Last week, the Supreme Court declined to temporarily halt, and thus allowed to go into effect, a new Texas law that bans abortion after six weeks of pregnancy—effectively banning most abortions in the state. The law is unusual in that, instead of enacting criminal penalties as a method of enforcement, it enables others to sue anyone who violates the law for money damages. On this week’s episode, host Jeffrey Rosen is joined by constitutional law scholars Kate Shaw and Sarah Isgur to explain what exactly the Texas law says, the motivations and legal theory behind it, and why it was structured the way it was specifically in order to be hard to challenge—given that it directly violates constitutional precedents like Roe v. Wade and Planned Parenthood v. Casey, which protect the constitutional right to abortion pre-viability (around 22-24 weeks). Shaw and Isgur also consider whether the type of enforcement mechanism that makes this Texas law unique might be replicated in other states for abortion restrictions or gun control. They also unpack the Supreme Court’s brief ruling declining to intervene at this time, its reasoning, and how it compares to other recent emergency rulings like the COVID-19 cases and the eviction moratorium. Kate Shaw is a professor at Cardozo Law and a co-host of the Supreme Court podcast Strict Scrutiny. Sarah Isgur is staff writer at The Dispatch and co-host of the legal podcast Advisory Opinions.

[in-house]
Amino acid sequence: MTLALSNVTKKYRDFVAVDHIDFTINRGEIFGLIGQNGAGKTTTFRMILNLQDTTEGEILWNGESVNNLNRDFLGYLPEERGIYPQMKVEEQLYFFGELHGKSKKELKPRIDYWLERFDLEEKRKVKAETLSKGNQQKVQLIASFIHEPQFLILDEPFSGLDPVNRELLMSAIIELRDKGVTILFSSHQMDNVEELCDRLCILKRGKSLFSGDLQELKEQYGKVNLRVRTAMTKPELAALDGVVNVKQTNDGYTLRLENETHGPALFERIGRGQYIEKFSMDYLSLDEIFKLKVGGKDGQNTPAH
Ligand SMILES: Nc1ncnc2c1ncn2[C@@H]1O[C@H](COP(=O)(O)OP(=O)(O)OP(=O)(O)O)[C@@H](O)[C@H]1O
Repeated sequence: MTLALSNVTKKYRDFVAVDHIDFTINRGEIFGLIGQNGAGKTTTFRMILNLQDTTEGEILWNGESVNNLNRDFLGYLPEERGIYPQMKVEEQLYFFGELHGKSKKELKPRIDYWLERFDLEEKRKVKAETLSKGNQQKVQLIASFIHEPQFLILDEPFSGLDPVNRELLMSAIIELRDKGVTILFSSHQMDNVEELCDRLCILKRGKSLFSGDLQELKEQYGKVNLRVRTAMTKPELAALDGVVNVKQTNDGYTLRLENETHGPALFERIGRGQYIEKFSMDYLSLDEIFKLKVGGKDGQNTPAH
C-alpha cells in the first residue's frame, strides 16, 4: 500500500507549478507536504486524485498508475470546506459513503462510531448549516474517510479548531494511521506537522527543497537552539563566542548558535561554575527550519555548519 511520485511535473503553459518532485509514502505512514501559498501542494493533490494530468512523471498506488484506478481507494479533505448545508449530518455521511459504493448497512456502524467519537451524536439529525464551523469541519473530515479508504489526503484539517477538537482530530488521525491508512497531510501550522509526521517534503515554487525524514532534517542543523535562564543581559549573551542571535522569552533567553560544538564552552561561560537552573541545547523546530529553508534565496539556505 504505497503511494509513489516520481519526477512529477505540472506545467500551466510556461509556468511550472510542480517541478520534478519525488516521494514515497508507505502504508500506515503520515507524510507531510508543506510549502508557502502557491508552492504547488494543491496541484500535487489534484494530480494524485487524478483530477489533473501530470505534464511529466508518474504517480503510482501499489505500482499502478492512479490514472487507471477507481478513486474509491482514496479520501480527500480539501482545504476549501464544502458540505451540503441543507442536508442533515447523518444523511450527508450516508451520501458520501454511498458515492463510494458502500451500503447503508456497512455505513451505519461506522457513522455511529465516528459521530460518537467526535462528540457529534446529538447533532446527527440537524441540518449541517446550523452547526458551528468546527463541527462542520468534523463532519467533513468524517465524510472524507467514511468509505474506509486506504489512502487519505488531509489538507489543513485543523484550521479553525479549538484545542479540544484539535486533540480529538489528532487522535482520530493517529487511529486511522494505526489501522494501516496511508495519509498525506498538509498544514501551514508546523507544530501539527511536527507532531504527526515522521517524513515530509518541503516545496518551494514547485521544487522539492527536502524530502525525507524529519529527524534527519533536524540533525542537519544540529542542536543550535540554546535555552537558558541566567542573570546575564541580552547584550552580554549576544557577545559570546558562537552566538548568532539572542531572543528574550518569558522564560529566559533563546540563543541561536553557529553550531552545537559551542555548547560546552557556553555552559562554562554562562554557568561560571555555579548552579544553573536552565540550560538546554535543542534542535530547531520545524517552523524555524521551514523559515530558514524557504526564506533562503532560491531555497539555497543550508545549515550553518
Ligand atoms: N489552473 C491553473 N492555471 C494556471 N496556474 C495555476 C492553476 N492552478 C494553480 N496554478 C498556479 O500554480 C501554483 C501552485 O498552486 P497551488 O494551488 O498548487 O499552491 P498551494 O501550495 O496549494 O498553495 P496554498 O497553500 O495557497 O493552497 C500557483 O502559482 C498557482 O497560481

This episode was recorded just before the Justice Department announced that it will sue the state of Texas over this law—although our guests provide some pre-emptive speculation on what such a lawsuit may look like.
This episode was produced by Jackie McDermott and engineered by Kevin Kilbourne. Research was provided by Sam Desai, Olivia Gross, and Lana Ulrich.
Kate Shaw is a Professor of Law and the Co-Director of the Floersheimer Center for Constitutional Democracy at Cardozo Law. She recently edited the book "Reproductive Rights and Justice Stories" and is a co-host of the Supreme Court podcast Strict Scrutiny as well as a contributor to ABC News. She previously served in the White House Counsel’s Office under President Obama.
Sarah Isgur is a staff writer for The Dispatch and host of the legal podcast Advisory Opinions. She’s also a political contributor to ABC News.
Jeffrey Rosen is the president and CEO of the National Constitution Center, a nonpartisan nonprofit organization devoted to educating the public about the U.S. Constitution. Rosen is also professor of law at The George Washington University Law School and a contributing editor of The Atlantic.
- Jonathan Mitchell, "The Writ-of-Erasure Fallacy"
- Ex Parte Young (1908)
- Wright v. Dunn (2009)
- Roe v. Wade (1973)
- Planned Parenthood of Southeastern PA v. Casey (1992)
- We the People episode on the New York COVID case, "Religion, the Constituiton, and COVID-19 Restrictions"
- We the People episode, "The Legality of the 'Eviction Moratorium'"
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